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Metalworking Fluids, Not for Dummies


As a specialized practitioner with metalworking fluids, I am comfortable discussing their health and safety and regulatory aspects. Although I am not a microbiologist, my biology training helps me understand topics related to biocides and microbial control. However, since I am not an engineer by either training nor aptitude, my eyes have glazed dozens of times in my career when others talk about torque, fluid flow, pressure and fluid properties. Sometimes, when I am the only one in the room who knows anything about machining and metalworking fluids, I struggle to recall even the basic tenets of the physics and engineering. So I was happy to hear an updated edition of Metalworking Fluids, edited by Jerry P. Byers of Milacron Inc., was available. Was there finally a reference to help me fill in the gaps? I was not disappointed.

This second edition, co-published by CRC Press and the Society of Tribologists and Lubrication Engineers, has 17 chapters covering metalworking and metalworking fluids in detail. Each includes many photographs, diagrams, graphs and data tables, and is highly referenced – important to any reader who needs more details on a topic. The books glossary of more than 400 terms and definitions is another plus.

The work opens with Jeanne McCoys introduction on the history of machining and metalworking fluids – well written and simply fascinating. The initial chapters then focus on metallurgy and various cutting, grinding and forming processes. Where the text gets highly technical there is usually a diagram to help explain the point.

Chapter five discusses the chemistry of metalworking fluids and chapter six deals with the laboratory methods to test and predict fluid performance. Both are comprehensive. These chapters are targeted to fluid formulators but will be useful for all technical disciplines.

The books next section deals with practical machine shop issues regarding metalworking fluid. There is much useful information here and plenty of suggestions for control strategies and problem-solving in the chapters on corrosion control by Giles Becket, microbial contamination (Frederick Passman), and filtration (Robert Brandt). Greg Foltzs chapter on fluid management complements this information with emphasis on practical methodology and a long list of troubleshooting suggestions. This is logically followed by chapters on fluid recycling and waste treatment.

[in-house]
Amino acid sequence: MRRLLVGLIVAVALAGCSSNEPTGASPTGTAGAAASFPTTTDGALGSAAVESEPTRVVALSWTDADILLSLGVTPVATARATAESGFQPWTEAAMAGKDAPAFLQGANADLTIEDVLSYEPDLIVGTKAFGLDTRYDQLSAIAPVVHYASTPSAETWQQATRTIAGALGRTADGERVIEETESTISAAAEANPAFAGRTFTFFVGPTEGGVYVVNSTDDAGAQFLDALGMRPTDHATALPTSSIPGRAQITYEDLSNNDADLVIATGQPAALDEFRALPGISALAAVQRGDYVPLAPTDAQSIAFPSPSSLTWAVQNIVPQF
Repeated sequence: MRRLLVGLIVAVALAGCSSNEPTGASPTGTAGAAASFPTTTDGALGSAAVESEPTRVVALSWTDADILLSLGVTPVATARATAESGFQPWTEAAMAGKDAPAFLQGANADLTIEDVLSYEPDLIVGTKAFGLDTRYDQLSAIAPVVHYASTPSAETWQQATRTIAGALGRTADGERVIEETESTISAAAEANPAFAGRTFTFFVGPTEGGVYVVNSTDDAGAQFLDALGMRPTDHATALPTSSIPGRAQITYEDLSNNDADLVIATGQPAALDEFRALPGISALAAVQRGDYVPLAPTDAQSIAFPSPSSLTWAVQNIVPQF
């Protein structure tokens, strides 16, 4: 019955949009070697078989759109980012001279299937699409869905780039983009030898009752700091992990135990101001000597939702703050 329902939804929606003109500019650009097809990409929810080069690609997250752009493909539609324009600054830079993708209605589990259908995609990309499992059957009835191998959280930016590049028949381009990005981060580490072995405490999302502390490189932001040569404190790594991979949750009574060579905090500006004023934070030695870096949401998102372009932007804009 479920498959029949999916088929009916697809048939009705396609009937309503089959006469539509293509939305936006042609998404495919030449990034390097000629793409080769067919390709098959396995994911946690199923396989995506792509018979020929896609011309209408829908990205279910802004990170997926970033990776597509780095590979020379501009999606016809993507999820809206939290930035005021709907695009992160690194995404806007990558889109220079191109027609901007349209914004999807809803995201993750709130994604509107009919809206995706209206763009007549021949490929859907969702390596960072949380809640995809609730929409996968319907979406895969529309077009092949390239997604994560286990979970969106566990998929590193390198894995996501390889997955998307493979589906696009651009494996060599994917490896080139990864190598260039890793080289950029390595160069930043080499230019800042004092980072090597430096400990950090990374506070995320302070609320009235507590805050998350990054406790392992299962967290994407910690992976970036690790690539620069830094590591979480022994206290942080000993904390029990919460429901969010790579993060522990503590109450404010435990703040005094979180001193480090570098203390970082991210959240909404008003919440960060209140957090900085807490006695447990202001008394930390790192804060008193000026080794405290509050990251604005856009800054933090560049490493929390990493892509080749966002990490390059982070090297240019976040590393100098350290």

Four chapters cover health, safety and regulatory aspects. The history of the health issues is given in clear detail, including the cancer epidemiology data. This section is well written and gives the opportunity for readers to draw their own conclusions. The possible sources of carcinogenic activity are discussed succinctly, and authors John Howell, William Lucke and Eugene White clearly make the point that any carcinogenic risk should be steadily declining with the evolutionary modernization of fluid over the past decades. These chapters provide an excellent resource on this controversial subject – although a few could have presented more data in figures and tables, and were a bit short on subheadings to aid the reader.

The real test of a reference work is how well it helps you in a research project. I am involved in project regarding mist generation so I put Chapter 16, written by three experts from General Motors, to the test. It started with a short and understandable section on the physics of mist generation and particle size. Next came a short but comprehensive description of pertinent indoor air regulations. This was followed by a logical and well-written description of the factors affecting mist generation. The chapter ends with an organized discussion of control measures, with graphs illustrating the efficiencies of the various options. The chapter will be a great help in educating my project team. Even the reference list was quite complete; I sent it to my library services contractor to update my own collection.

The last chapter, by Lloyd Lazarus, offers a detailed discussion of all the sources of cost in the use of metalworking fluids. Although it does not contain many figures or references, the chapter does not seem to miss a topic of importance. If a machine shop manager read this with pencil and paper at hand, an excellent checklist could be created effortlessly.

Byers book quite simply is indispensable for anyone involved in the technical or management areas concerned with machining or metalworking fluids. For the expert reader, the detail is superb and there is not a wasted or repetitious page throughout. The novice reader will not be lost and will find something helpful on any topic. I know my copy will get a lot of use.

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